- dogs that are reactive to sound and likely to bark often. That is a breed characteristic. If you want to limit the barking to very specific situations it might be better to start with a dog that does not as a breed bark and teach it to bark on the rare occassions where it is needed, than a dog that is naturally barky and try to keep it quiet most of the time.

- dogs that are naturally territorial. Some breeds are more territorial than others and some individual dogs are more territorial than others, but IMO that is not a good trait in a family dog. As has been mentioned before in the thread the dog may not be able to distinguish between welcome and unwelcome visitors.

- dogs that are naturally easier to train as protection dogs. Such dogs need to have a low bite inhibition and high trainability. They also need a very skilled handler and trainer and IMO are rarely if ever suitable dogs for a family even in retirement.

OP for what you want I think it might be easier to get a nice family dog and a house alarm!

finickypinickity Mon 29-Apr-13 16:50:03

Lol at you lot concentrating on the park bench issues. I must train new pup to be suspicious of them if its the new MN measurement of a good doggrin

WTFisABooyhooISBooyhoo Mon 29-Apr-13 16:41:58

he's right to be wary of new benches tbh. i stood on mine to clean the living room window and the slats broke and i went right through. i think i've i'd been pre warned i'd have brought a step ladder out. grin

tabulahrasa Mon 29-Apr-13 16:37:08

'I would prioritize friendliness over guarding behaviour, but of course it depends what you want.'

I would too - that wasn't why we got a Rottie at all. Good job too really because he'd be completely useless, lol.

OK he may get a bit more selective when he's properly grown up, but he's well used to all the normal hustle and bustle of family life so I can't see it suddenly becoming an issue. Normal puppy socialisation and training is really all that's needed.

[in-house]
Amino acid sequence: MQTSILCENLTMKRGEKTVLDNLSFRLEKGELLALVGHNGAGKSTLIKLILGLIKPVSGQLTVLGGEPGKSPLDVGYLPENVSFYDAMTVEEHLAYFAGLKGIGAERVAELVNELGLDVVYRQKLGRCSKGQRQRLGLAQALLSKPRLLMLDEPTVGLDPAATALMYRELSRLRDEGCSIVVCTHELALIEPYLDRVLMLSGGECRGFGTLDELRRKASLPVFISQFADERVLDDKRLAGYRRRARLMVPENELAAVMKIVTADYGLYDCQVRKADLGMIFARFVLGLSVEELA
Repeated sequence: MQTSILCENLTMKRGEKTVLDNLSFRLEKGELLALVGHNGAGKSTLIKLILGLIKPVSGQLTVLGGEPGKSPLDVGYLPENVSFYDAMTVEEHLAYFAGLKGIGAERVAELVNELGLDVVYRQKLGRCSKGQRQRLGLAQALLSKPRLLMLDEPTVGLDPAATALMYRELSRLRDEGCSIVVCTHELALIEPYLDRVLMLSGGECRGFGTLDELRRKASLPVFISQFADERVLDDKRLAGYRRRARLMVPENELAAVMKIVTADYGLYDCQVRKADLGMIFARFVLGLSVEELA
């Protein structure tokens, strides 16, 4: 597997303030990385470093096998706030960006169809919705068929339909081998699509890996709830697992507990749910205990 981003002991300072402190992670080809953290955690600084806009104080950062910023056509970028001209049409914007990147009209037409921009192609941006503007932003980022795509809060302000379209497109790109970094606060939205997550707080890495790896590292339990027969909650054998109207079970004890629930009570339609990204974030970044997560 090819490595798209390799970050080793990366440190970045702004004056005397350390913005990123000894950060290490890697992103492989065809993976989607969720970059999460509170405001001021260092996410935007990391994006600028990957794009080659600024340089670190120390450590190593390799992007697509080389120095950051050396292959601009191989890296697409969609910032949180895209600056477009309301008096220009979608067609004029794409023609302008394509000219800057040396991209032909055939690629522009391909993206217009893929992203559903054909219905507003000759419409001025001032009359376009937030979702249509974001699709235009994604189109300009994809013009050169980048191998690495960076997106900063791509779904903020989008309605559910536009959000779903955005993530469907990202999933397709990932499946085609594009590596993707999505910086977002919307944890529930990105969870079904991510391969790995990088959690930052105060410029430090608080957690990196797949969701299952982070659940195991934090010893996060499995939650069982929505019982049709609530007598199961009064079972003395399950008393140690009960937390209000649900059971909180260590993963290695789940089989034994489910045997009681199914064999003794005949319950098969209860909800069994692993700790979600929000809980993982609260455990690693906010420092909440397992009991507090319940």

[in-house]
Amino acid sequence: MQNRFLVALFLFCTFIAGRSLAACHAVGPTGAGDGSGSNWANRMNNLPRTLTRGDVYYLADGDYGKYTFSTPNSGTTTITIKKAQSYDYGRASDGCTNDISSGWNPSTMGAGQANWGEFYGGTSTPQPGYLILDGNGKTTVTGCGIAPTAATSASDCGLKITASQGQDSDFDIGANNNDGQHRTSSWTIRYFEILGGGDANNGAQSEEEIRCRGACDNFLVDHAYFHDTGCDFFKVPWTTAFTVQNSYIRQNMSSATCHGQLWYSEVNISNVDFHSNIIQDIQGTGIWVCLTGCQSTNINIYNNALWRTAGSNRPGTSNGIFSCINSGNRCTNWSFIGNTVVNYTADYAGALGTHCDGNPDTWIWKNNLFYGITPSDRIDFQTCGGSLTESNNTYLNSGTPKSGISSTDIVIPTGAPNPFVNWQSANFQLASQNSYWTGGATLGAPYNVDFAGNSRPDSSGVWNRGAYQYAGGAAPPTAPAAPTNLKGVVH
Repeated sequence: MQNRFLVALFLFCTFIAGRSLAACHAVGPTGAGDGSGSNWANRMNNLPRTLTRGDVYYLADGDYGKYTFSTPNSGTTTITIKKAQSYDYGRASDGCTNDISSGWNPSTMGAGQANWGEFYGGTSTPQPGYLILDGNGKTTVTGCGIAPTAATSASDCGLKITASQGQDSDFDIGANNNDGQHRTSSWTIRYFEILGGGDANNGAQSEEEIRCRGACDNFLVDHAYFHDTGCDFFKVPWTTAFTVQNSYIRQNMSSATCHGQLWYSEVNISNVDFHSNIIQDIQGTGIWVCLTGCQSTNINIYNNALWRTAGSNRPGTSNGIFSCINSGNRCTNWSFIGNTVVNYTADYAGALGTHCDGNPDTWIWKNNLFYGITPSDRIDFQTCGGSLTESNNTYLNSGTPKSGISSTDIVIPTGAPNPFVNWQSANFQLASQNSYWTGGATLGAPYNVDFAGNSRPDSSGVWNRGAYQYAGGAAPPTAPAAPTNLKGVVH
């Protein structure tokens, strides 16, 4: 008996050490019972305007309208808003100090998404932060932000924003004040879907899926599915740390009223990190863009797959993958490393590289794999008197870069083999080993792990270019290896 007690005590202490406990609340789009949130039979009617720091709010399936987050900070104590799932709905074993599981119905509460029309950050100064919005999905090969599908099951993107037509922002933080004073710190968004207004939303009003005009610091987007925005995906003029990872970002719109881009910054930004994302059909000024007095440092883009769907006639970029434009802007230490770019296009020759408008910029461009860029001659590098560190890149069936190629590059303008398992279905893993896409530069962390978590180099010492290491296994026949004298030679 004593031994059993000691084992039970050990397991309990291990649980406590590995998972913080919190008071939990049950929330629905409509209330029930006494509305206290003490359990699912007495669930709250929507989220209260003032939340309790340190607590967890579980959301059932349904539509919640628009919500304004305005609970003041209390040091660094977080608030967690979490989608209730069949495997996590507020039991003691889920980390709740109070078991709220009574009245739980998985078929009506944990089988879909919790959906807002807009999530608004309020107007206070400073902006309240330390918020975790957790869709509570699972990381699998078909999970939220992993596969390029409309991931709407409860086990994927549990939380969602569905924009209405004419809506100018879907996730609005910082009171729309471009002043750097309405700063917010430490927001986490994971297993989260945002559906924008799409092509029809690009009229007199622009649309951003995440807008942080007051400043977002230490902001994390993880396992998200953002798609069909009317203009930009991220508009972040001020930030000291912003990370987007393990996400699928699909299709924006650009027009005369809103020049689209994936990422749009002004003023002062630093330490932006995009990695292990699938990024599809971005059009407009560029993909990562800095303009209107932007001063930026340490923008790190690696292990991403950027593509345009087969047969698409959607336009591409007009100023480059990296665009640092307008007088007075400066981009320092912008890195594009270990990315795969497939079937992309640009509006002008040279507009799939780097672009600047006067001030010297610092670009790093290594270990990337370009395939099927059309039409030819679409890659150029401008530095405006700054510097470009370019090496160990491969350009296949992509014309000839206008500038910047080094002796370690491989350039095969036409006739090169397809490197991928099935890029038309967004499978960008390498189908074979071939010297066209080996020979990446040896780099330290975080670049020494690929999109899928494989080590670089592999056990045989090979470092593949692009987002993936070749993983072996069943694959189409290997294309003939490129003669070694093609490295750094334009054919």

Unless a bench comes in I suppose...

Nuttyfilly Mon 29-Apr-13 16:28:55

Hi i own 2 dobermans and they are fantastic family pets, and will let you no if someone is about or up to no good, they are very gentle with my 2 boys. And they are very loyal to.

RedwingWinter Mon 29-Apr-13 16:28:32

Oops the link is here

RedwingWinter Mon 29-Apr-13 16:27:59

As a belated aside for Colditz, feist is still used in the US and means a small hunting dog. I only know because a rescue feist was the first dog to take part in an fMRI study of canine neuroscience [ here].

Personally I'm not sure that guard dogs necessarily make good family pets. In my eyes, a good family pet is friendly to all the visitors that come to the house, including children, and so it's better without strong guarding tendencies (how does it know which visiting strangers to accept?). Alert-barking can also get annoying, especially if you are sitting quietly relaxed and the dog makes you jump out of your skin. I would prioritize friendliness over guarding behaviour, but of course it depends what you want.